Proper feminine hygiene practices while on duty are key to the physical and mental health of servicewomen and service members with female biology.
Each person should create their own personal hygiene care plan.
Create your “go bag”
What to bring when preparing for a mission:
- Unscented baby wipes
For full-body cleaning when daily showers aren’t possible
- Alcohol wipes
To keep your hands clean, including under your nail beds, where harmful bacteria can hide
- Breathable, absorbent cotton underwear
To help prevent vaginal infections. Prepare for long lengths of time without a shower by packing as many pairs as you can.
- Extra base-layer clothing
To help you stay clean by having clothes, such as extra T-shirts, to change into
- Unscented pads and tampons
To be prepared if there’s a chance you’ll be on your period. Store a few in a plastic bag to keep them clean in your pocket while on duty.
What not to bring:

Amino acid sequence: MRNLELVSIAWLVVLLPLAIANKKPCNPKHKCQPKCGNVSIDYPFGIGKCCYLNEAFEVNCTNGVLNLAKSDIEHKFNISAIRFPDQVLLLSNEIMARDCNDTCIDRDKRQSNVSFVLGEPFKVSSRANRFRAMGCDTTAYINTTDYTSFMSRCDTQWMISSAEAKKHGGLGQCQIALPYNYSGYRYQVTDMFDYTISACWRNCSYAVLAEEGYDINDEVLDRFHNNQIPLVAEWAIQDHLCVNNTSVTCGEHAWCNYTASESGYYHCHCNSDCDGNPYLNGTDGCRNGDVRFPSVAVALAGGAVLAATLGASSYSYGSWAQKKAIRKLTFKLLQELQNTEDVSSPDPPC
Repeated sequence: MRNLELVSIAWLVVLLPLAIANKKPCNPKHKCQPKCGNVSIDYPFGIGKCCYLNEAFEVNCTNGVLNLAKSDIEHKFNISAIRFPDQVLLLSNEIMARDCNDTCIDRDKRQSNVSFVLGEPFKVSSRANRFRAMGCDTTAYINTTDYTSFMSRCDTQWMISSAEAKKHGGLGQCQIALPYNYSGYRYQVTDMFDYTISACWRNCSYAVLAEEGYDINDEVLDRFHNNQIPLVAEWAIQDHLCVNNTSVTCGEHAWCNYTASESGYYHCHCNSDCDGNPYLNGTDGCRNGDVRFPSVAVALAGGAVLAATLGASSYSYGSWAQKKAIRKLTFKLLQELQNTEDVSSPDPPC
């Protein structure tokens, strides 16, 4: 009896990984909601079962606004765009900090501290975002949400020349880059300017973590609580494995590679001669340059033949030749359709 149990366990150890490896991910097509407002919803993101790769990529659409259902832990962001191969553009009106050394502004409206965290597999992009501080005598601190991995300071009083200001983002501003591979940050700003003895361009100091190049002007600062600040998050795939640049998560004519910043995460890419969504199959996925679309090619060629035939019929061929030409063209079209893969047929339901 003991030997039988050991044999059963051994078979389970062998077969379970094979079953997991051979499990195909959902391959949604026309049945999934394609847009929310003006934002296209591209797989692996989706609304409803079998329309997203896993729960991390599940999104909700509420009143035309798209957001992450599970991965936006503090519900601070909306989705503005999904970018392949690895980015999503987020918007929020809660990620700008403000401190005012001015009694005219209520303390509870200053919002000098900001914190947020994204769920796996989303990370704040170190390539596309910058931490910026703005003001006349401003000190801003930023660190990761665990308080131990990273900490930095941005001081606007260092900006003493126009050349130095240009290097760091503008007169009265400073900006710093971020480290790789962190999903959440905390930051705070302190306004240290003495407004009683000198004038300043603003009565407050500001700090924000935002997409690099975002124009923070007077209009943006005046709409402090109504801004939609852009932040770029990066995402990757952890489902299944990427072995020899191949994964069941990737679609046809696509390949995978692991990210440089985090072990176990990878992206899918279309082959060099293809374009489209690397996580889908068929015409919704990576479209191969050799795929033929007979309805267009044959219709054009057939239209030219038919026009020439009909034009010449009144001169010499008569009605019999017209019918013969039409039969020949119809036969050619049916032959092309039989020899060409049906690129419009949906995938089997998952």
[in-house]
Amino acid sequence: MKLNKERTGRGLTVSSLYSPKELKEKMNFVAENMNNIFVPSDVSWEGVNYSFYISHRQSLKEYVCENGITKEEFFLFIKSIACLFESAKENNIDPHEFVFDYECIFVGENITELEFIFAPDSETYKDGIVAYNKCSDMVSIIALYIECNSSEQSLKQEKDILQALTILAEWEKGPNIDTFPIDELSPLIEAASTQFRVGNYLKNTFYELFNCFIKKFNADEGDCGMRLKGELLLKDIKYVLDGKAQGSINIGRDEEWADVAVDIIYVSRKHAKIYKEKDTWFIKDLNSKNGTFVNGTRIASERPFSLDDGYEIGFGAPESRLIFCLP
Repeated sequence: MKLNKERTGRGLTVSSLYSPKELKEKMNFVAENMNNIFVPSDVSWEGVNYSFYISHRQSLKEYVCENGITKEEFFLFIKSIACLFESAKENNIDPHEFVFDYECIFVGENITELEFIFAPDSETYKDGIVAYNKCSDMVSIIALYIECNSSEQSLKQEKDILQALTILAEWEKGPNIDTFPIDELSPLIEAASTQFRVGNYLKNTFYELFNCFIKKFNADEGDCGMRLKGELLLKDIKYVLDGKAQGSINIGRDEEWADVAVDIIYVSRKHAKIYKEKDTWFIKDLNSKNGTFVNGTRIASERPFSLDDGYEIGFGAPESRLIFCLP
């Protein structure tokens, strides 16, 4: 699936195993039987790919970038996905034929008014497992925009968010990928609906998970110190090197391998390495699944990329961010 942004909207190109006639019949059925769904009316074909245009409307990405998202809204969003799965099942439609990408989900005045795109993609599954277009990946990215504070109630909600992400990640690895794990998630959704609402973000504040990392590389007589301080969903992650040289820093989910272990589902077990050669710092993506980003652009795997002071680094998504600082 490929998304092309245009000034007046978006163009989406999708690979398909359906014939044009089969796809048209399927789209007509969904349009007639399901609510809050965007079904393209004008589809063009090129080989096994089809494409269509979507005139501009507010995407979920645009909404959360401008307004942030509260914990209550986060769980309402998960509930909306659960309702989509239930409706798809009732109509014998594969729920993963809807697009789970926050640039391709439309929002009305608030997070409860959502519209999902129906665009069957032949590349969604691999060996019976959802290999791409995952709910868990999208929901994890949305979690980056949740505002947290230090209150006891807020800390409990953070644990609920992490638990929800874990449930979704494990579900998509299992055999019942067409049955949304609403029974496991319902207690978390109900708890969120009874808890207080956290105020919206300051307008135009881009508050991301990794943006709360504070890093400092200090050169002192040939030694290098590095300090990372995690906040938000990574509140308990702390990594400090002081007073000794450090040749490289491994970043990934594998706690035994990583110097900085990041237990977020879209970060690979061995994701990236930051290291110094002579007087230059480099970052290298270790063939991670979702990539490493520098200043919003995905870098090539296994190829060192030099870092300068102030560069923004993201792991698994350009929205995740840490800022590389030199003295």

- Douches do more harm than good. Douching flushes out bacteria that’s beneficial to overall vaginal health, and in some extreme cases can cause pelvic inflammatory disease, an infection of the reproductive organs.
- Perfumed wipes can irritate skin, and can sometimes cause allergic skin reactions.
- Scented tampons and pads are a no-go. Adding chemicals and fragrance to such a sensitive area can change the balance of vaginal bacteria. Throwing off that balance leads to discharge, itching and pain, and can cause bigger issues, such as various types of vaginitis.
Prevent infection on deployment
What can you do in harsh conditions?
Wash your underwear as often as possible at the large water trailers on base.
Shower every day when you have the opportunity.
Think about period-suppression birth control. Talk to your doctor about what’s best for you, Your age, childbearing goals and military duties are factors that will be considered.
30% of all deployed women have bacterial vaginosis, a yeast infection or a UTI